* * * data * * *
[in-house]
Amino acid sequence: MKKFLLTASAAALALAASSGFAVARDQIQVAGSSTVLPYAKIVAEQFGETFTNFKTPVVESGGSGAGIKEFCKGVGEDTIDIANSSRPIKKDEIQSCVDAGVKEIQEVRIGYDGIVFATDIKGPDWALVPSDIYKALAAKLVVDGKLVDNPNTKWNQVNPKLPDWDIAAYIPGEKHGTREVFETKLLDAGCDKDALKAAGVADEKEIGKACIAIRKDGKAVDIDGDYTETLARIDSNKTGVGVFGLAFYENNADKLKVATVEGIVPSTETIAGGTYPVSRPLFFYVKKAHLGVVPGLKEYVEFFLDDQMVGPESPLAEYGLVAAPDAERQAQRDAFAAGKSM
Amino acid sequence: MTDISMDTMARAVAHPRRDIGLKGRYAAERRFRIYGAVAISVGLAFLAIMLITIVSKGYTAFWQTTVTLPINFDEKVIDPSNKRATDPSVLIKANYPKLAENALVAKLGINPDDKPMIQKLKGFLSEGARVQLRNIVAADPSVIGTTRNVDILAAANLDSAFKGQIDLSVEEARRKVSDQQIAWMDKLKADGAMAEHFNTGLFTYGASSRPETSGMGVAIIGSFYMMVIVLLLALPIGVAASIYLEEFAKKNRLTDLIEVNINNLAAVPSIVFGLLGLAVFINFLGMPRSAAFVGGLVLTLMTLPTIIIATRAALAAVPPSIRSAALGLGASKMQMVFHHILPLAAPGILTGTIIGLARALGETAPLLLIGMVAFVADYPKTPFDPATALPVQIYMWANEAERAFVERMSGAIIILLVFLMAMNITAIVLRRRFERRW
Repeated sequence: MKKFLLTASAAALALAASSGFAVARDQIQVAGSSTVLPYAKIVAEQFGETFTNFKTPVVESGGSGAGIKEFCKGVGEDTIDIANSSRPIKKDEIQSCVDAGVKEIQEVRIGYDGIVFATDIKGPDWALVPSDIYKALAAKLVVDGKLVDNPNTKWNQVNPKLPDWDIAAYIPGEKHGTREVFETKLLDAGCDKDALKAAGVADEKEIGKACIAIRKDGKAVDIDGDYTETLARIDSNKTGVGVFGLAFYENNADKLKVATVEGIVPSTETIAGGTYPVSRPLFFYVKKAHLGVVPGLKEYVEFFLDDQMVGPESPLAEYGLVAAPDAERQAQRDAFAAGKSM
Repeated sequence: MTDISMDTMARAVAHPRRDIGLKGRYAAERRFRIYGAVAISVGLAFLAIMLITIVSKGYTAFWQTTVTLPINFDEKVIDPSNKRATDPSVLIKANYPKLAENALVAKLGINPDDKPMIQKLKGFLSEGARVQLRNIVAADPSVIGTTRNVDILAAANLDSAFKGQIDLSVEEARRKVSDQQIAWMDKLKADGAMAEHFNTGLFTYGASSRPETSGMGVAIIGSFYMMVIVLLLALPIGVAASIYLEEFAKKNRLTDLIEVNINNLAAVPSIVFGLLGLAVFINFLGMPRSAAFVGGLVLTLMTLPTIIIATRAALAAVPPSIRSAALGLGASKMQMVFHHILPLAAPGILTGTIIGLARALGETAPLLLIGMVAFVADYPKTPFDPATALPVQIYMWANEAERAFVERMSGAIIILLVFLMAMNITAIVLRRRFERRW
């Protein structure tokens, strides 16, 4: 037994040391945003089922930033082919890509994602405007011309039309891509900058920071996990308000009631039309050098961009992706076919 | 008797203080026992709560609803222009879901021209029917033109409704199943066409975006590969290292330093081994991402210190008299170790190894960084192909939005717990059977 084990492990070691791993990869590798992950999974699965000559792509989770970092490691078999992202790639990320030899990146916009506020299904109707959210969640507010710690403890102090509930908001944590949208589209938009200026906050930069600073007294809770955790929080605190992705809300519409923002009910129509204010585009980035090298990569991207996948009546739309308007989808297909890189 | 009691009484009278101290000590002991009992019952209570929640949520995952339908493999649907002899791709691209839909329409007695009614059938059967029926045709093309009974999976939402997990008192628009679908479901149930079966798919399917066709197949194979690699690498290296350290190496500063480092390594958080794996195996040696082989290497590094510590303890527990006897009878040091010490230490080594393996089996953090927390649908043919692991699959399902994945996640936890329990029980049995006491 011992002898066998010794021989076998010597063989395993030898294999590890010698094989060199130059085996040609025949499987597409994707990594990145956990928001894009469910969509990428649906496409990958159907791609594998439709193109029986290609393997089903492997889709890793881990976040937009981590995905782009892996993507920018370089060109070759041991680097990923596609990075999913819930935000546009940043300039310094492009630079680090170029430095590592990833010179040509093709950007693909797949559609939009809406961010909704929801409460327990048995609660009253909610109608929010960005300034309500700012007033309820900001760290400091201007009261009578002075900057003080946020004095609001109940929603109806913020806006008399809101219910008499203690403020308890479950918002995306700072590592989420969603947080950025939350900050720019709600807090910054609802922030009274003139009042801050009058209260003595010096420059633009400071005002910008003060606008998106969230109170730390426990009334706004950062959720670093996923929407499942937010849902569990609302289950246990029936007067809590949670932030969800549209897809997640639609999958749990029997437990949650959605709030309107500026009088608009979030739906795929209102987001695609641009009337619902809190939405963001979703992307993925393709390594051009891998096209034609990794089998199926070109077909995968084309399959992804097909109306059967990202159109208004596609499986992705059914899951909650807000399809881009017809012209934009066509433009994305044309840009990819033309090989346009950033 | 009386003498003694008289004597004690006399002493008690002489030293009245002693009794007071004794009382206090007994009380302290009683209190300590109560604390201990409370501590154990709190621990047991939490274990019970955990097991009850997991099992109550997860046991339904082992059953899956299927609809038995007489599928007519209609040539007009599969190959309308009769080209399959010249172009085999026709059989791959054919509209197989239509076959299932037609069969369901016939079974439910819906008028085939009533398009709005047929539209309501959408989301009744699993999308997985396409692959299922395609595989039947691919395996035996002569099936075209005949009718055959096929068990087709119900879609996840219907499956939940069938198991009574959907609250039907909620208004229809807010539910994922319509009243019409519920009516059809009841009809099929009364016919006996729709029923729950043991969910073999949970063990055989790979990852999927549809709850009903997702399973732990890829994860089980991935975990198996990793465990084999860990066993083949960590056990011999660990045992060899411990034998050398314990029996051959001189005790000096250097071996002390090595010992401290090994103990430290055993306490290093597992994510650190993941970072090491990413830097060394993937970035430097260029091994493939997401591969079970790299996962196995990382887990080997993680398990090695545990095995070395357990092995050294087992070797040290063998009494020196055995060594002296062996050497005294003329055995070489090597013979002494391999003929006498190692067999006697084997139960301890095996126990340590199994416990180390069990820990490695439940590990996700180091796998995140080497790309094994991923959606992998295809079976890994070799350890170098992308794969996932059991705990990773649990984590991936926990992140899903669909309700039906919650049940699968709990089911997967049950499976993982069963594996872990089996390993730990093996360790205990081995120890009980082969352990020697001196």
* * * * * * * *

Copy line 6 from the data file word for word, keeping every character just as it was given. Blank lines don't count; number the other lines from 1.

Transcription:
């Protein structure tokens, strides 16, 4: 037994040391945003089922930033082919890509994602405007011309039309891509900058920071996990308000009631039309050098961009992706076919 | 008797203080026992709560609803222009879901021209029917033109409704199943066409975006590969290292330093081994991402210190008299170790190894960084192909939005717990059977 084990492990070691791993990869590798992950999974699965000559792509989770970092490691078999992202790639990320030899990146916009506020299904109707959210969640507010710690403890102090509930908001944590949208589209938009200026906050930069600073007294809770955790929080605190992705809300519409923002009910129509204010585009980035090298990569991207996948009546739309308007989808297909890189 | 009691009484009278101290000590002991009992019952209570929640949520995952339908493999649907002899791709691209839909329409007695009614059938059967029926045709093309009974999976939402997990008192628009679908479901149930079966798919399917066709197949194979690699690498290296350290190496500063480092390594958080794996195996040696082989290497590094510590303890527990006897009878040091010490230490080594393996089996953090927390649908043919692991699959399902994945996640936890329990029980049995006491 011992002898066998010794021989076998010597063989395993030898294999590890010698094989060199130059085996040609025949499987597409994707990594990145956990928001894009469910969509990428649906496409990958159907791609594998439709193109029986290609393997089903492997889709890793881990976040937009981590995905782009892996993507920018370089060109070759041991680097990923596609990075999913819930935000546009940043300039310094492009630079680090170029430095590592990833010179040509093709950007693909797949559609939009809406961010909704929801409460327990048995609660009253909610109608929010960005300034309500700012007033309820900001760290400091201007009261009578002075900057003080946020004095609001109940929603109806913020806006008399809101219910008499203690403020308890479950918002995306700072590592989420969603947080950025939350900050720019709600807090910054609802922030009274003139009042801050009058209260003595010096420059633009400071005002910008003060606008998106969230109170730390426990009334706004950062959720670093996923929407499942937010849902569990609302289950246990029936007067809590949670932030969800549209897809997640639609999958749990029997437990949650959605709030309107500026009088608009979030739906795929209102987001695609641009009337619902809190939405963001979703992307993925393709390594051009891998096209034609990794089998199926070109077909995968084309399959992804097909109306059967990202159109208004596609499986992705059914899951909650807000399809881009017809012209934009066509433009994305044309840009990819033309090989346009950033 | 009386003498003694008289004597004690006399002493008690002489030293009245002693009794007071004794009382206090007994009380302290009683209190300590109560604390201990409370501590154990709190621990047991939490274990019970955990097991009850997991099992109550997860046991339904082992059953899956299927609809038995007489599928007519209609040539007009599969190959309308009769080209399959010249172009085999026709059989791959054919509209197989239509076959299932037609069969369901016939079974439910819906008028085939009533398009709005047929539209309501959408989301009744699993999308997985396409692959299922395609595989039947691919395996035996002569099936075209005949009718055959096929068990087709119900879609996840219907499956939940069938198991009574959907609250039907909620208004229809807010539910994922319509009243019409519920009516059809009841009809099929009364016919006996729709029923729950043991969910073999949970063990055989790979990852999927549809709850009903997702399973732990890829994860089980991935975990198996990793465990084999860990066993083949960590056990011999660990045992060899411990034998050398314990029996051959001189005790000096250097071996002390090595010992401290090994103990430290055993306490290093597992994510650190993941970072090491990413830097060394993937970035430097260029091994493939997401591969079970790299996962196995990382887990080997993680398990090695545990095995070395357990092995050294087992070797040290063998009494020196055995060594002296062996050497005294003329055995070489090597013979002494391999003929006498190692067999006697084997139960301890095996126990340590199994416990180390069990820990490695439940590990996700180091796998995140080497790309094994991923959606992998295809079976890994070799350890170098992308794969996932059991705990990773649990984590991936926990992140899903669909309700039906919650049940699968709990089911997967049950499976993982069963594996872990089996390993730990093996360790205990081995120890009980082969352990020697001196």